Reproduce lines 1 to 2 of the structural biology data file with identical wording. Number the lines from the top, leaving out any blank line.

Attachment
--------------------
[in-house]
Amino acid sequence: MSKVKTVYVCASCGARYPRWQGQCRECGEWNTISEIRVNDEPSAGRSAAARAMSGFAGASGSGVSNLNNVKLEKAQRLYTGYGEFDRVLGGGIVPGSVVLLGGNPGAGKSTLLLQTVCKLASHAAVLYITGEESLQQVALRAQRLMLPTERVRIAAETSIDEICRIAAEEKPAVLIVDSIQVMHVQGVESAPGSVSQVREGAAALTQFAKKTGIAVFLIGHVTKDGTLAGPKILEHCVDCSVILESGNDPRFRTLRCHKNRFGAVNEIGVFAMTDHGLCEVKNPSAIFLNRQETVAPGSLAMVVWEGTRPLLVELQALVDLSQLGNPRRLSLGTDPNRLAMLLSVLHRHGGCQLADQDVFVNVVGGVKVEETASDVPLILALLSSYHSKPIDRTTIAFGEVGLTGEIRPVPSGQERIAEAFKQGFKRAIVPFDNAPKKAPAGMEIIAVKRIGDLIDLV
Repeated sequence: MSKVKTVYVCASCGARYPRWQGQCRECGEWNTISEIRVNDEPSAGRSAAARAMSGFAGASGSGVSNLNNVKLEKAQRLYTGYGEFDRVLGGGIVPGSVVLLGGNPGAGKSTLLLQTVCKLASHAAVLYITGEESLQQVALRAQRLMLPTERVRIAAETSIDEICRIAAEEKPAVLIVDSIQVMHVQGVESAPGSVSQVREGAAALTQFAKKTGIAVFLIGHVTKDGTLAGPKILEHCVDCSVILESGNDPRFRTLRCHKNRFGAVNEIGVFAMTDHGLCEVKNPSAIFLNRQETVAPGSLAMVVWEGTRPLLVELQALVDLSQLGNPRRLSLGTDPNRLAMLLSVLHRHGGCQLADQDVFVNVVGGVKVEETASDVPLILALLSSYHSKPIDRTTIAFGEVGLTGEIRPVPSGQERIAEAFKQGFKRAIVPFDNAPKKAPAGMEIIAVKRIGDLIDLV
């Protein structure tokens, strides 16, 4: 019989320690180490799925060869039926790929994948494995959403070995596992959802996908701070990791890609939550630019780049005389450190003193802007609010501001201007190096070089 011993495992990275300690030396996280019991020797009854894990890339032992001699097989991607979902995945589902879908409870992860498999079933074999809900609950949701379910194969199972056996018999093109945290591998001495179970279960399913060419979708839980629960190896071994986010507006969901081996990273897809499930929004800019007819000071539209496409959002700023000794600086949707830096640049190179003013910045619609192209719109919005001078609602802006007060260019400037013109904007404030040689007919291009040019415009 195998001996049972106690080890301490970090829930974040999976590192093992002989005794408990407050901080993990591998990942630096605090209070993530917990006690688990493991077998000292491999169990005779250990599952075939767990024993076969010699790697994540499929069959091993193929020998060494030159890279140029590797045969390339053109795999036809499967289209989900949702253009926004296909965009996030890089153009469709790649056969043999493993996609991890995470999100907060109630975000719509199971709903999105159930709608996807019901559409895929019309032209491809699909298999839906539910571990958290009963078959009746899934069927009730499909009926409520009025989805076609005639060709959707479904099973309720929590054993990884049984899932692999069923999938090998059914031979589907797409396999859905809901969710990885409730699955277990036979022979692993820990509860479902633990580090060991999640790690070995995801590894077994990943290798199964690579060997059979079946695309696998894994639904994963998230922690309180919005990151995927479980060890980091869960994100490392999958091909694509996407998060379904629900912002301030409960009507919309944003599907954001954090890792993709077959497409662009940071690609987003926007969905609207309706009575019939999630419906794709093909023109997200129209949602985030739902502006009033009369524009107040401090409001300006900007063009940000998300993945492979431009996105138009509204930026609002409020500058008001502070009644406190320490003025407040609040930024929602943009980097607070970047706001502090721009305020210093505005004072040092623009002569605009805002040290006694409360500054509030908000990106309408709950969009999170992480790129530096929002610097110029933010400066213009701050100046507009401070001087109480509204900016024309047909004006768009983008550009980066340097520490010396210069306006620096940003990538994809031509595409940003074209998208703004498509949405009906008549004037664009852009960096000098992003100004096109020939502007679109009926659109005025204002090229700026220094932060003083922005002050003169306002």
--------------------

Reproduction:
[in-house]
Amino acid sequence: MSKVKTVYVCASCGARYPRWQGQCRECGEWNTISEIRVNDEPSAGRSAAARAMSGFAGASGSGVSNLNNVKLEKAQRLYTGYGEFDRVLGGGIVPGSVVLLGGNPGAGKSTLLLQTVCKLASHAAVLYITGEESLQQVALRAQRLMLPTERVRIAAETSIDEICRIAAEEKPAVLIVDSIQVMHVQGVESAPGSVSQVREGAAALTQFAKKTGIAVFLIGHVTKDGTLAGPKILEHCVDCSVILESGNDPRFRTLRCHKNRFGAVNEIGVFAMTDHGLCEVKNPSAIFLNRQETVAPGSLAMVVWEGTRPLLVELQALVDLSQLGNPRRLSLGTDPNRLAMLLSVLHRHGGCQLADQDVFVNVVGGVKVEETASDVPLILALLSSYHSKPIDRTTIAFGEVGLTGEIRPVPSGQERIAEAFKQGFKRAIVPFDNAPKKAPAGMEIIAVKRIGDLIDLV